Ruth Gordon and Garson Kanin wrote the script that enabled veteran screen star Ronald Colman to win an Oscar.  He was Best Actor of 1947 for his superior work in A Double Life.  Colman, a big star, had been in films since the silent era of the 1920s.  This award was not merely a sentimental gesture because of his long career.  It's one of his best films.  Colman was riveting in this tale of an actor's duality.  Performer and part start to become one.  The closer he gets to madness, the more brilliant his performance as Othello becomes onstage.  Shelley Winters co-starred as the woman who triggers his alter-ego Othello-like rage.

This film was also directed by George Cukor.  This inspired take on a Shakespeare tragedy and the demands of a stage career was the first film that brought Gordon and Kanin an Oscar nomination for screenwriting.  Here's the talented married couple with A Double Life star, Ronald Colman, on the set.
By the way, Garson Kanin wrote the play Born Yesterday.  It would make a Broadway star of Judy Holliday (Adam's Rib) and she'd win an Oscar for reprising her lead role in the film adaptation.  Guess who directed the movie?  That's correct.  George Cukor.  In Gordon's youth, her movie career didn't quite take off.  In the 1940 historical bio pic, Abe Lincoln in Illinois, she starred opposite Henry Fonda as Mary Todd Lincoln.  She had a role in Greta Garbo's last film, a flop comedy called Two-Faced Woman -- directed by George Cukor.  She left film acting in the early 1940s and didn't return until 1965's Inside Daisy Clover.  But there was Broadway.  And screenwriting.  With Kanin, she also wrote the screenplay that further proved Judy Holliday's acting skills and her ability to break your heart.  It's one of my favorite films about marriage.  In 1952's The Marrying Kind, a working class couple in Manhattan is on the brink of divorce.  In the judge's chamber -- and with a very imaginative use of flashbacks -- we review their marriage by going all the way back to how they met. We hear his version, her version and we see the flashback of how it actually was.  We see that these two people were meant for each other.
But "I do" doesn't equal "happily ever after."  Years of expectations, dashed hopes, failed dreams and unexpected severe heartbreaks have taken a toll on their emotions.
Is the marriage tattered and torn beyond repair?  The screenplay strips this relationship down to the basics.  What was it that kept it together before life beat it down with unwanted extras?  There's much wisdom and warmth in this simple beauty of a film.  I've seen it several times.  Judy Holliday has a breakdown scene that it so raw, painful and honest that it always brings tears to my eyes.  Next to Born Yesterday, this is her best screen performance.  Cukor seemed to distill the essence of her as an actress, the way Vincente Minnelli did Judy Garland in her MGM years.  The Marrying Kind introduced audiences to gravelly-voiced beefcake actor Aldo Ray.  Ruth Gordon went solo and wrote the screenplay to 1953's The Actress.  It's autobiographical with Jean Simmons starring as the young Ruth Gordon Jones, a New Englander who dreams of a life in the theatre.  Anthony Perkins stars as the young man who dreams of making her his wife.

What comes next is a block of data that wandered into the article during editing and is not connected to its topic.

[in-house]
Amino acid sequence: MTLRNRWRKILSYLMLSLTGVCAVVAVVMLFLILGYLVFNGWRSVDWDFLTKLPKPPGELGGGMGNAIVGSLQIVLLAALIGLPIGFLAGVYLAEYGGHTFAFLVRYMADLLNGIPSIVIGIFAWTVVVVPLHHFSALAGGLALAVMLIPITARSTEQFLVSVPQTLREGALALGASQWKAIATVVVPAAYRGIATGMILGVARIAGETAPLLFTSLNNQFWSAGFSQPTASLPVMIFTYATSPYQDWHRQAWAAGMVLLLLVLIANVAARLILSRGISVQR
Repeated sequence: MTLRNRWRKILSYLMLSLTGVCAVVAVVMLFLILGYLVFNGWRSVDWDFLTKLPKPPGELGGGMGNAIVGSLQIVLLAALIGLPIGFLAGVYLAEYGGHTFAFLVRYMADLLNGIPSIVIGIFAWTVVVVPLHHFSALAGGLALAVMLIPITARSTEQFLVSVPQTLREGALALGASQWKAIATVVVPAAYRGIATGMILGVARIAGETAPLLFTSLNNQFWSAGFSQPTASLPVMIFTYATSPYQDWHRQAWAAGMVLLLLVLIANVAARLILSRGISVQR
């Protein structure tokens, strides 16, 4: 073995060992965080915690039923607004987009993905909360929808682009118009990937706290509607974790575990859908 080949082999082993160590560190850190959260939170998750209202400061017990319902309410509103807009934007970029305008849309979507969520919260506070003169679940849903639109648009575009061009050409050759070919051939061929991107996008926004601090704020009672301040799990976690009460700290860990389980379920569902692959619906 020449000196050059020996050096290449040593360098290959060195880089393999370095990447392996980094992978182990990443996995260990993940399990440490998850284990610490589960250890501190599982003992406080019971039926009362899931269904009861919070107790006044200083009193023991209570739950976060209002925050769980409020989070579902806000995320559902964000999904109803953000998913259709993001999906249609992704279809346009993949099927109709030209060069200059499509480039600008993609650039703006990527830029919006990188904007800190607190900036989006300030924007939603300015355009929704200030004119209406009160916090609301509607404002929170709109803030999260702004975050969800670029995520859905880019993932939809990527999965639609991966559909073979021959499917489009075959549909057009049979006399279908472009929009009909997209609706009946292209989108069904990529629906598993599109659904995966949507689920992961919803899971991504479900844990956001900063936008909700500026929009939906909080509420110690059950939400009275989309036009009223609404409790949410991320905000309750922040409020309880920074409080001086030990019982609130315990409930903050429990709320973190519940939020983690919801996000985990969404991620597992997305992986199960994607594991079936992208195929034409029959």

There is one big obstacle on Ruth's way to the stage door.  That's her stubborn father, played with lovable grumpiness by Spencer Tracy.  Poor papa wants her to learn a sensible trade.  He wants her to be a physical education teacher.  Like in gym class.
The Actress and The Marrying Kind were two more films directed by George Cukor.  Film History:  It's 2012.  I cannot think of another woman who had more than one Oscar nomination for acting in her list of achievements coupled with multiple Oscar nominations for screenwriting.  Ruth Gordon was one of those women in film who rates re-appreciation today.  And to think, her film acting career didn't really start to heat up until she was well into her 60s.  Rent Harold and Maude.  Ruth Gordon rocked.  You'll agree with me.  I know the director of Y Tu Mamá También would agree with me.  Adiós.



2 comments:

  1. This comment has been removed by the author.

    ReplyDelete
  2. Ruth Gordon is a fine example of being human in all phases of life. She even had sex appeal. You can't tell me that in the movie Harold and Maude, she didn't have any turn on. Aging sucks but I am going to take the hand that is dealt to me and I will use Ruth Gordon as an example of a person who aged gracefully and I aspire to emulate some of those good qualities. My Mom used to say "Beauty is only skin deep and ugly is to the bone."

    ReplyDelete

Sally Field, THE WAY WEST

It's unusual for a guy to name a woman as a role model.  When someone is asked to name role models, he or she usually selects people of ...